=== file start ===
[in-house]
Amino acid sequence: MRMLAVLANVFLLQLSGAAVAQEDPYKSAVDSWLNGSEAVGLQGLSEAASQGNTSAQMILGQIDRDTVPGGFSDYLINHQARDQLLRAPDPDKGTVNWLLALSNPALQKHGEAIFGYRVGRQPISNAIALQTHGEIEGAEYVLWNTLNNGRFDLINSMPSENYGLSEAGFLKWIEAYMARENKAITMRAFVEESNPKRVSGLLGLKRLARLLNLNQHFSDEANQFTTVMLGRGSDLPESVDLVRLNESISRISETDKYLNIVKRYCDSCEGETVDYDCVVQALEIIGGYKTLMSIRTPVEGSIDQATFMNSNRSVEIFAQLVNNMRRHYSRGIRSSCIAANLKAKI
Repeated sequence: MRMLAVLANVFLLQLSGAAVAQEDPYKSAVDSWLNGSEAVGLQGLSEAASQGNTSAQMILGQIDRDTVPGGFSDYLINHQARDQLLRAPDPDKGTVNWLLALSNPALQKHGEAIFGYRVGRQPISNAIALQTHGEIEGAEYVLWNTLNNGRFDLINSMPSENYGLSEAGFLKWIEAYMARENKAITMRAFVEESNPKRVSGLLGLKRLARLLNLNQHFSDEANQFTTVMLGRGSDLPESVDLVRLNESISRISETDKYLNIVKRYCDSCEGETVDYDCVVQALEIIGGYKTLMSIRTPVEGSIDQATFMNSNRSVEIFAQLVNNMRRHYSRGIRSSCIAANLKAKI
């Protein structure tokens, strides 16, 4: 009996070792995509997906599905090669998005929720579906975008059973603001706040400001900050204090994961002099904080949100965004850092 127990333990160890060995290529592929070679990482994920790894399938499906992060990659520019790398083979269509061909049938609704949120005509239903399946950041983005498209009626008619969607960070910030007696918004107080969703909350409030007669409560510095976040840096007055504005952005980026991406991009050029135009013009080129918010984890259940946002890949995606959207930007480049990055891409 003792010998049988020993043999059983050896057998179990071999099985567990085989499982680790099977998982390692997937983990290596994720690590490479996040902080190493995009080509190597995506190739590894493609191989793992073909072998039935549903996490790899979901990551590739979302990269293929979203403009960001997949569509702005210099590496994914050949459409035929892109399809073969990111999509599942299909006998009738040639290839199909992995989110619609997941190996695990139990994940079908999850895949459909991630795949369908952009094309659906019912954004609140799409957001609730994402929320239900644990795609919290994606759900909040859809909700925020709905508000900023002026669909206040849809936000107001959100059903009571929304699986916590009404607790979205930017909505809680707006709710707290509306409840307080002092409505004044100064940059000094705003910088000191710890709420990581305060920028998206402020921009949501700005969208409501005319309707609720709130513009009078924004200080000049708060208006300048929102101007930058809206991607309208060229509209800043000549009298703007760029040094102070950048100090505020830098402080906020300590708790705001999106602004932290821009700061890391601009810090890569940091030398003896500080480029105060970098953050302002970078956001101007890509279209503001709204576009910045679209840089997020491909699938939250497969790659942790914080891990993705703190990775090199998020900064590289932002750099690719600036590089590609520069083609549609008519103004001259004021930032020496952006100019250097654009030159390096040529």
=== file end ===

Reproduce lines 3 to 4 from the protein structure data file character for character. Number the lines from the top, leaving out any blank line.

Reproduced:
Repeated sequence: MRMLAVLANVFLLQLSGAAVAQEDPYKSAVDSWLNGSEAVGLQGLSEAASQGNTSAQMILGQIDRDTVPGGFSDYLINHQARDQLLRAPDPDKGTVNWLLALSNPALQKHGEAIFGYRVGRQPISNAIALQTHGEIEGAEYVLWNTLNNGRFDLINSMPSENYGLSEAGFLKWIEAYMARENKAITMRAFVEESNPKRVSGLLGLKRLARLLNLNQHFSDEANQFTTVMLGRGSDLPESVDLVRLNESISRISETDKYLNIVKRYCDSCEGETVDYDCVVQALEIIGGYKTLMSIRTPVEGSIDQATFMNSNRSVEIFAQLVNNMRRHYSRGIRSSCIAANLKAKI
């Protein structure tokens, strides 16, 4: 009996070792995509997906599905090669998005929720579906975008059973603001706040400001900050204090994961002099904080949100965004850092 127990333990160890060995290529592929070679990482994920790894399938499906992060990659520019790398083979269509061909049938609704949120005509239903399946950041983005498209009626008619969607960070910030007696918004107080969703909350409030007669409560510095976040840096007055504005952005980026991406991009050029135009013009080129918010984890259940946002890949995606959207930007480049990055891409 003792010998049988020993043999059983050896057998179990071999099985567990085989499982680790099977998982390692997937983990290596994720690590490479996040902080190493995009080509190597995506190739590894493609191989793992073909072998039935549903996490790899979901990551590739979302990269293929979203403009960001997949569509702005210099590496994914050949459409035929892109399809073969990111999509599942299909006998009738040639290839199909992995989110619609997941190996695990139990994940079908999850895949459909991630795949369908952009094309659906019912954004609140799409957001609730994402929320239900644990795609919290994606759900909040859809909700925020709905508000900023002026669909206040849809936000107001959100059903009571929304699986916590009404607790979205930017909505809680707006709710707290509306409840307080002092409505004044100064940059000094705003910088000191710890709420990581305060920028998206402020921009949501700005969208409501005319309707609720709130513009009078924004200080000049708060208006300048929102101007930058809206991607309208060229509209800043000549009298703007760029040094102070950048100090505020830098402080906020300590708790705001999106602004932290821009700061890391601009810090890569940091030398003896500080480029105060970098953050302002970078956001101007890509279209503001709204576009910045679209840089997020491909699938939250497969790659942790914080891990993705703190990775090199998020900064590289932002750099690719600036590089590609520069083609549609008519103004001259004021930032020496952006100019250097654009030159390096040529």